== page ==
For anyone who has read Searching for Pemberley, you know that I have an interest in World War II. POWs at Chigger Lake is a wonderful novel about that time, but this one is about the home front. If this is an area of interest for you, I would encourage you to have a look at this novel.
In May 1943, during World War II, a quarter of a million German and Italian troops surrendered in North Africa. This was a great victory for the Allied forces, but what did the United States do with tens of thousands of prisoners of war? Jack Shakely's novel, Prisoners at Chigger Lake, is the story of what happened to one large contingent of Italian prisoners, who were transported to a prisoner-of-war camp in Waleetka, Oklahoma in the heart of Indian County. The war in Italy has been a long hard slog with tens of thousands of American dead to prove the difficulty of fighting in the rugged terrain of the Italian peninsula, and Lt. Gregory, the officer who is in charge of building the POW camp, worries about the reception the POWs will receive in the Sooner State. But instead of a major clash between the Americans and the Italians, the two groups develop an appreciation for each other's culture, with the Italians attending the Buffalo Dance ceremony of the local Creeks, and the Indians and townspeople of Waleetka watching a European-style football match. And everyone enjoys a watermelon festival.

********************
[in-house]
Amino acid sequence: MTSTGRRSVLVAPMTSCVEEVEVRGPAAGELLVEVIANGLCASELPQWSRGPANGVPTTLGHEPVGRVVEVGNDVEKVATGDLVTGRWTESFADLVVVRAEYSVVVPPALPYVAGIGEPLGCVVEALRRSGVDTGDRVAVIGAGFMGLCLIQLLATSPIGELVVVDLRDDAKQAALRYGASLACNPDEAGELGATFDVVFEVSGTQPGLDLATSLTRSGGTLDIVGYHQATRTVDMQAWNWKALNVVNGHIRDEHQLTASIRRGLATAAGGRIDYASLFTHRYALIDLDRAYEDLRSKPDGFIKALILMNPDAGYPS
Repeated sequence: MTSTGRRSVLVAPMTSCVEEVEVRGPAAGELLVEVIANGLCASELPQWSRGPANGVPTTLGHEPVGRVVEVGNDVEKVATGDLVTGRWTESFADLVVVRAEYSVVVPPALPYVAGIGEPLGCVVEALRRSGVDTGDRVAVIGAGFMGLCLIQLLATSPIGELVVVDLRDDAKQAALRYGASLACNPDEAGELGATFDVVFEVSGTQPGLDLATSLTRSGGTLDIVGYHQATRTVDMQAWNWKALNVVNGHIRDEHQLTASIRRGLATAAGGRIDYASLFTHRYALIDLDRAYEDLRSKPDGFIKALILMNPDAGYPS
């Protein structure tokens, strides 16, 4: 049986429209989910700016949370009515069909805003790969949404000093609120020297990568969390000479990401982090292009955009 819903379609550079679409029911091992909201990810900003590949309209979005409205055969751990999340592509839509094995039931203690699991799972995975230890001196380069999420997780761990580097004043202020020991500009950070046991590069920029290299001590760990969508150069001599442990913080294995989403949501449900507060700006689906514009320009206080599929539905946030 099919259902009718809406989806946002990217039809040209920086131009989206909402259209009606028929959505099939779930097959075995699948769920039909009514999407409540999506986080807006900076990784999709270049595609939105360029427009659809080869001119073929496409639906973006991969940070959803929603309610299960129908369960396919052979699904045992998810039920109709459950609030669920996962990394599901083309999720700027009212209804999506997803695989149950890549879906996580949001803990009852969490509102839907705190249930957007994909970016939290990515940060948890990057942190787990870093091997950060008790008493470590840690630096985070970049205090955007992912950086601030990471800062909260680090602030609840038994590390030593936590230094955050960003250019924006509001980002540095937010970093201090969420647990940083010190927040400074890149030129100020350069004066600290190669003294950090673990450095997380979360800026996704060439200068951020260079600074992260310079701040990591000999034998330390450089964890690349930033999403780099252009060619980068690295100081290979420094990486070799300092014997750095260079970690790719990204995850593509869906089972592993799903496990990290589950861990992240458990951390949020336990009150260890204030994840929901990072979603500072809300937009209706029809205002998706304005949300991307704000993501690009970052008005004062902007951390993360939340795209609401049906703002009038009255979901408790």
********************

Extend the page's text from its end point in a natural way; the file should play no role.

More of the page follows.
The author writes crisp, snappy dialog for all the players. This is especially true of Lt. Gregory and his love interest, Army nurse, Lt. Connie Ballard. "It was a wartime romance in a larval stage." The charm of the Italians and the graciousness of the salt-of-the-earth Okies draw the reader in. There is almost a Judy Garland/Mickey Rooney "let's put on a show" type atmosphere at Camp Chigger, and the Camel Cigarette Christmas Cavalcade of Stars ends up broadcasting from the camp. But there is also the reality of embedded generational bias against the Indians which is easily transferred to the dark-skinned Italians, and people get hurt.
For anyone who is interested in the Home Front during World War II, this is a must read. The author seamlessly blends in the artifacts of that era from green packages of Lucky Strike Green cigarettes to patriotic radio shows and gasoline rationing. It is the story of how one community dealt with the tens of thousands of prisoners of war who got off a train in the heartland of America, and the bonds of friendship that were formed by the time the war had ended and it was time for everyone to go home.